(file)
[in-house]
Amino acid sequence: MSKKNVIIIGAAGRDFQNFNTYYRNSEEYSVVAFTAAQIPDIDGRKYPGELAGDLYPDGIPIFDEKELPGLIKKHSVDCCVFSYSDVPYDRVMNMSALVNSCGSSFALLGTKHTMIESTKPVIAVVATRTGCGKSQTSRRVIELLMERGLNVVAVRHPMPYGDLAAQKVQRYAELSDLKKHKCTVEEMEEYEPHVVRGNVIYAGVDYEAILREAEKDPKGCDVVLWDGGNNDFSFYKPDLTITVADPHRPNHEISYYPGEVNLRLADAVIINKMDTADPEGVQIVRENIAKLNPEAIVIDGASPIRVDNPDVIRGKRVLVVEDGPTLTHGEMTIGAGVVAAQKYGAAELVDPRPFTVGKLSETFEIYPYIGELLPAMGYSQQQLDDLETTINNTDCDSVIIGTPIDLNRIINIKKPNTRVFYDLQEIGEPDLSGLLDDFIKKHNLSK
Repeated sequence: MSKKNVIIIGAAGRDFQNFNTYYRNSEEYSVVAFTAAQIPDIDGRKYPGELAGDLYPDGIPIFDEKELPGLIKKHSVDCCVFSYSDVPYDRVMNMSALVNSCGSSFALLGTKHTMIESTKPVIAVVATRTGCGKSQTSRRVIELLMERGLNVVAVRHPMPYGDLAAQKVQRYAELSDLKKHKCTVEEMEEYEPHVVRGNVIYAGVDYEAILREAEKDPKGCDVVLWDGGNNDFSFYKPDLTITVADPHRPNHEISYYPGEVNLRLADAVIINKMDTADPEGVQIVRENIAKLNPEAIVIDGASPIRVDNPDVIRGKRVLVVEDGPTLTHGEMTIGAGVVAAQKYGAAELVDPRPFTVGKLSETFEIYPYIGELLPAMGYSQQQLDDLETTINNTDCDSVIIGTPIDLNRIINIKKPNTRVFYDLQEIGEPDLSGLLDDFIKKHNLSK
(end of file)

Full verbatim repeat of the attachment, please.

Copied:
[in-house]
Amino acid sequence: MSKKNVIIIGAAGRDFQNFNTYYRNSEEYSVVAFTAAQIPDIDGRKYPGELAGDLYPDGIPIFDEKELPGLIKKHSVDCCVFSYSDVPYDRVMNMSALVNSCGSSFALLGTKHTMIESTKPVIAVVATRTGCGKSQTSRRVIELLMERGLNVVAVRHPMPYGDLAAQKVQRYAELSDLKKHKCTVEEMEEYEPHVVRGNVIYAGVDYEAILREAEKDPKGCDVVLWDGGNNDFSFYKPDLTITVADPHRPNHEISYYPGEVNLRLADAVIINKMDTADPEGVQIVRENIAKLNPEAIVIDGASPIRVDNPDVIRGKRVLVVEDGPTLTHGEMTIGAGVVAAQKYGAAELVDPRPFTVGKLSETFEIYPYIGELLPAMGYSQQQLDDLETTINNTDCDSVIIGTPIDLNRIINIKKPNTRVFYDLQEIGEPDLSGLLDDFIKKHNLSK
Repeated sequence: MSKKNVIIIGAAGRDFQNFNTYYRNSEEYSVVAFTAAQIPDIDGRKYPGELAGDLYPDGIPIFDEKELPGLIKKHSVDCCVFSYSDVPYDRVMNMSALVNSCGSSFALLGTKHTMIESTKPVIAVVATRTGCGKSQTSRRVIELLMERGLNVVAVRHPMPYGDLAAQKVQRYAELSDLKKHKCTVEEMEEYEPHVVRGNVIYAGVDYEAILREAEKDPKGCDVVLWDGGNNDFSFYKPDLTITVADPHRPNHEISYYPGEVNLRLADAVIINKMDTADPEGVQIVRENIAKLNPEAIVIDGASPIRVDNPDVIRGKRVLVVEDGPTLTHGEMTIGAGVVAAQKYGAAELVDPRPFTVGKLSETFEIYPYIGELLPAMGYSQQQLDDLETTINNTDCDSVIIGTPIDLNRIINIKKPNTRVFYDLQEIGEPDLSGLLDDFIKKHNLSK